Research Article

Sister chromatid exchange induced by anti-herpes drugs.

Br Med J (Clin Res Ed) 1981; 283 doi: https://doi.org/10.1136/bmj.283.6295.817 (Published 26 September 1981) Cite this as: Br Med J (Clin Res Ed) 1981;283:817
  1. J J Cassiman,
  2. E De Clercq,
  3. A S Jones,
  4. R T Walker,
  5. H Van den Berghe

    Abstract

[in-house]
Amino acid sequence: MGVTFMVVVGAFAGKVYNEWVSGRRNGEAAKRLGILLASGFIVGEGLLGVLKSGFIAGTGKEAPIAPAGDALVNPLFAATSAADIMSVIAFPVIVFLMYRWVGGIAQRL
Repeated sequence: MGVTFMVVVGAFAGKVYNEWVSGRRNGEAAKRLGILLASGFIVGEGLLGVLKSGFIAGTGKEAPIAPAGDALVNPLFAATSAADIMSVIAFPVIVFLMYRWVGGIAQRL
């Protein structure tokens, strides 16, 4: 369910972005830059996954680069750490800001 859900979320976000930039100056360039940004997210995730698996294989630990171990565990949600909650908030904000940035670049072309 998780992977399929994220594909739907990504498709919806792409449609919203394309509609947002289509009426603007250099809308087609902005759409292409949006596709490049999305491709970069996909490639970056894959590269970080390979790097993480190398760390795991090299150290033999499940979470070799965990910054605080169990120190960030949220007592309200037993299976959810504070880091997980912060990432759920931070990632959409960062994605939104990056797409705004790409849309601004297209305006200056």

The rate of sister chromatid exchange induced by several anti-herpes agents was measured to assess their potential mutagenicity. The agents--5-iodo-deoxyuridine (IDU), 5-trifluoromethyl-deoxyuridine (TFT), and [E]-5-(2-bromovinyl)-deoxyuridine (BVDU)--were incubated at various concentrations with human lymphocytes and fibroblasts, and that rate of sister chromatid exchanges was measured. In lymphocytes and fibroblasts BVDU and IDU did not induce exchange except at concentrations of 50 mg/l, while TFT increased the rate of exchange at a concentration of 0.5 mg/l. The rate of sister chromatid exchange is a sensitive index of chromosomal damage, and these findings provide information on the safety of some of the antiherpes agents tested. TFT increased the rate of exchange at a concentration that coincides with its minimal antiviral concentration, but BVDU did not induce exchange at therapeutic concentrations.